Practice Makes ???

by Ed Meyer

posted on March 21, 2010 in General Discussion | No Comments >>

I played in a handicapping contest last night. I know, you are more than aware that I love this stuff…. But, I want you to put it on your list of things to do as a horse player.

To play with your peers is great fun. I know people all around the nation, and it is better than any social networking site out there. We already know why we are there, and it gets even better to be able to talk about the day in progress or it makes for incredible dinner conversation.

What would you do? If you are a player, I would like to know your thoughts, and if not, I still want to know your feelings. All are valid, and maybe I can put them into play at a later time. Or, maybe the read will give insight into your game…

I have two entries. There are nine races to choose, and you must play any seven at Turfway Park. So, now you have the broad strokes, and to boot, there is a 20-1 cap on the win end, and 10-1 for the place value.  This equates to $42, and $22 if you were guessing… You can only play one horse, and you get the win and place, or just the place depending on where you swing…

There were two races left on the card, and I was tied for first with both entries, and there was another player joining me. It was at this time that I decided to break them apart. I wanted to have two horses to help me, and spread my chances. I played a 5-1 on one card, and chalk on another. The chalk hit, and the price ran third for no points. I now was still tied for first with my shadow, and dropped to 5th with the other card. But, that one was only $5 out of first. So, it was still good to go….

The last race came and I looked at the board. It now becomes a game of chess. Where do you put your competition? I put him on the vulnerable chalk which was 6-5, and I played a 5-1 with my best card, and a 5-1 with my fifth place entry. If the chalk lost, we would have split first and second. If the 5-1 won, I was in the chili….. If the other 5-1 won, my other entry was a winner. To me, I had to root against a weak 6-5….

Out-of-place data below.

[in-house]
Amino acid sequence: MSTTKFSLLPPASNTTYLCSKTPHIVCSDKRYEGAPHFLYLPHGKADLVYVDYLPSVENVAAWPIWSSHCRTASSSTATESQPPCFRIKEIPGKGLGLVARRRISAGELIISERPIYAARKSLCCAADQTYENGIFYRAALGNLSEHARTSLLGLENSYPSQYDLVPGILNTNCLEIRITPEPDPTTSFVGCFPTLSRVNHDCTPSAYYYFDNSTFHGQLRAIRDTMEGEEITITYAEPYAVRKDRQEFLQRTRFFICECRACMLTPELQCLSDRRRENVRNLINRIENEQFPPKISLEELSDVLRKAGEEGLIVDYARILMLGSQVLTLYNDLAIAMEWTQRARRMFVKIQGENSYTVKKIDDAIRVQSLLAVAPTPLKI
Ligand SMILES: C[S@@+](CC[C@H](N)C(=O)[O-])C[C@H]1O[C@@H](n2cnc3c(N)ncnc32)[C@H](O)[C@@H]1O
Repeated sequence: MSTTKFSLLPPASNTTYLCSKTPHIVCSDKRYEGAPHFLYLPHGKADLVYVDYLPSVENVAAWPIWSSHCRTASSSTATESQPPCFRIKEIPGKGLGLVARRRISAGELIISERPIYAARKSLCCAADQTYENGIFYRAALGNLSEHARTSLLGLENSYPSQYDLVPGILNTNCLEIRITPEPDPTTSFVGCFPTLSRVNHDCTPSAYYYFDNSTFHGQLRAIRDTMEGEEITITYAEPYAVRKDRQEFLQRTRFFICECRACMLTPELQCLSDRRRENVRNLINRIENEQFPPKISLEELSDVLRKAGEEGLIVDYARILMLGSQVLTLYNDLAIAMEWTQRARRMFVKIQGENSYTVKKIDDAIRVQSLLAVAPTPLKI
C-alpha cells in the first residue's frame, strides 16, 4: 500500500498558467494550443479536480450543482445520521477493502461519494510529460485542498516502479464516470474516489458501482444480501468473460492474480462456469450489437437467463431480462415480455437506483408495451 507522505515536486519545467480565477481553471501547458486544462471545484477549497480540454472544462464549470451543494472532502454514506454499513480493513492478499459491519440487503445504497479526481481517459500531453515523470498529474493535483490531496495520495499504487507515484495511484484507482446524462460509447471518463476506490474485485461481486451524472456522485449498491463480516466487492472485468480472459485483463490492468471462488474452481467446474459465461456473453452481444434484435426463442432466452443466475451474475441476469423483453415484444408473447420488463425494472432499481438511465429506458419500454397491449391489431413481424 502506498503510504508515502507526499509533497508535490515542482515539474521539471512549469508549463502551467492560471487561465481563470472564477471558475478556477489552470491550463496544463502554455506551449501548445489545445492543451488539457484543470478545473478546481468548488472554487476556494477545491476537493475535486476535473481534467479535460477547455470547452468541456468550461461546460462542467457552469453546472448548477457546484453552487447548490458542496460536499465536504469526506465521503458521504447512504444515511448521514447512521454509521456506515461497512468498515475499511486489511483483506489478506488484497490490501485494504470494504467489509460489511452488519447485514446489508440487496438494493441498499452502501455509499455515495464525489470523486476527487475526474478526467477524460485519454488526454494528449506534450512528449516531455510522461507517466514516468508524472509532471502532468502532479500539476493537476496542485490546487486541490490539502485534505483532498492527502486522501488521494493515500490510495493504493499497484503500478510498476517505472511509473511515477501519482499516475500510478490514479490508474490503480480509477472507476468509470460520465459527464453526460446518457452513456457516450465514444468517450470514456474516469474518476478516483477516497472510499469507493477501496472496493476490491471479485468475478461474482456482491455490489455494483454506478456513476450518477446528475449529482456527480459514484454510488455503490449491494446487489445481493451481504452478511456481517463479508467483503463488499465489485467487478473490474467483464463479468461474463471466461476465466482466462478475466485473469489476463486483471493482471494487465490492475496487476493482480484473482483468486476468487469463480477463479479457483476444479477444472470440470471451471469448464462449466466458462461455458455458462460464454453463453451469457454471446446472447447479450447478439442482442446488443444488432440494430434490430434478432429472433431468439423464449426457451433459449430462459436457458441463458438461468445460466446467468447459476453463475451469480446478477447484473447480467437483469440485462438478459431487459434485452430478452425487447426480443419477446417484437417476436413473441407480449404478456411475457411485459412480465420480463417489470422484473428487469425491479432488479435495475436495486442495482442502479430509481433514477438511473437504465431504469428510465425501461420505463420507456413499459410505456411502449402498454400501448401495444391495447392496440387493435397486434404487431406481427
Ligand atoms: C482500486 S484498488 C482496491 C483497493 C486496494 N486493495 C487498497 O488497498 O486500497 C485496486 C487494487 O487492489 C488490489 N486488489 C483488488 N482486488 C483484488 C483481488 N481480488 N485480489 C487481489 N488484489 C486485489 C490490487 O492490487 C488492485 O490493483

Well, down the stretch they came, and the 6-5 was on the lead. My best card 5-1 was tracking, and the other was in third rolling…. Things looked good…. Well, the chalk hung on, and my fifth place card entry ran second at 5-1…. I finished 2nd and 5th….. It was good, but it all came down to a weak chalk moving up in class. The rule of thumb is to dodge the chalk, but in this case, not only did it get in my eyes, it got in my wallet…. The second to first was about $600 less, and the try was worth the stretch. I didn’t like the favorite, and I wanted to put myself in a place where I could win with either card. My worst nightmare would have been to have taken the chalk and run second to that 5-1, which could have propelled 3rd or 4th into the lead…

On the way home, I felt good about my decision…. Seldom do I feel good about not winning, but I feel it is keeping me sharp for a big contest that will be coming up in April…. Always leave yourself an out… I have seen more good players lose by making bad decision more often than choosing a wrong horse. I will keep you in the loop, and if you have any methods, I am all ears  and I await the help to better myself as a player.

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